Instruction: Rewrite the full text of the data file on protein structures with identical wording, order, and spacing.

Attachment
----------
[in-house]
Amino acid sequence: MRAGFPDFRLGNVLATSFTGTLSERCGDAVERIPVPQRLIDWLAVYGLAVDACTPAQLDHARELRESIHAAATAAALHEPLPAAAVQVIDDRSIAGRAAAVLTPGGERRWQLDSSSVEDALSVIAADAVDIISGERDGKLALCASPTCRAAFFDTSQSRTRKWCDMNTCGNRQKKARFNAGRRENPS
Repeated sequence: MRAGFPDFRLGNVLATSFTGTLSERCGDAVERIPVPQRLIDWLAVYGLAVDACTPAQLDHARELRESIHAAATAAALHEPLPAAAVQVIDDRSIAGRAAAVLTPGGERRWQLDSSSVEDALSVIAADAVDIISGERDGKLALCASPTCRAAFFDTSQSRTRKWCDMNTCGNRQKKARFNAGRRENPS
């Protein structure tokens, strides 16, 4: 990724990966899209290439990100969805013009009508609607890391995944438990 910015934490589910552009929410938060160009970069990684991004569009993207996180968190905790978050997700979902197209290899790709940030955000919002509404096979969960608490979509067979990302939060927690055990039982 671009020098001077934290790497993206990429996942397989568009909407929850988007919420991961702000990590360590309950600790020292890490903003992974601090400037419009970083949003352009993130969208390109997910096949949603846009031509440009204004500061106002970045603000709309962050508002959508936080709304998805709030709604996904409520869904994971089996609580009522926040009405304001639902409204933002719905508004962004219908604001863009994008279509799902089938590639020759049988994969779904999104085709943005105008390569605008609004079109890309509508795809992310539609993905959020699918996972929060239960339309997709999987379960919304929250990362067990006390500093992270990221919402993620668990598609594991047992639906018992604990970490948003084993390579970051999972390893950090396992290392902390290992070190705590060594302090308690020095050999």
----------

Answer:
[in-house]
Amino acid sequence: MRAGFPDFRLGNVLATSFTGTLSERCGDAVERIPVPQRLIDWLAVYGLAVDACTPAQLDHARELRESIHAAATAAALHEPLPAAAVQVIDDRSIAGRAAAVLTPGGERRWQLDSSSVEDALSVIAADAVDIISGERDGKLALCASPTCRAAFFDTSQSRTRKWCDMNTCGNRQKKARFNAGRRENPS
Repeated sequence: MRAGFPDFRLGNVLATSFTGTLSERCGDAVERIPVPQRLIDWLAVYGLAVDACTPAQLDHARELRESIHAAATAAALHEPLPAAAVQVIDDRSIAGRAAAVLTPGGERRWQLDSSSVEDALSVIAADAVDIISGERDGKLALCASPTCRAAFFDTSQSRTRKWCDMNTCGNRQKKARFNAGRRENPS
């Protein structure tokens, strides 16, 4: 990724990966899209290439990100969805013009009508609607890391995944438990 910015934490589910552009929410938060160009970069990684991004569009993207996180968190905790978050997700979902197209290899790709940030955000919002509404096979969960608490979509067979990302939060927690055990039982 671009020098001077934290790497993206990429996942397989568009909407929850988007919420991961702000990590360590309950600790020292890490903003992974601090400037419009970083949003352009993130969208390109997910096949949603846009031509440009204004500061106002970045603000709309962050508002959508936080709304998805709030709604996904409520869904994971089996609580009522926040009405304001639902409204933002719905508004962004219908604001863009994008279509799902089938590639020759049988994969779904999104085709943005105008390569605008609004079109890309509508795809992310539609993905959020699918996972929060239960339309997709999987379960919304929250990362067990006390500093992270990221919402993620668990598609594991047992639906018992604990970490948003084993390579970051999972390893950090396992290392902390290992070190705590060594302090308690020095050999």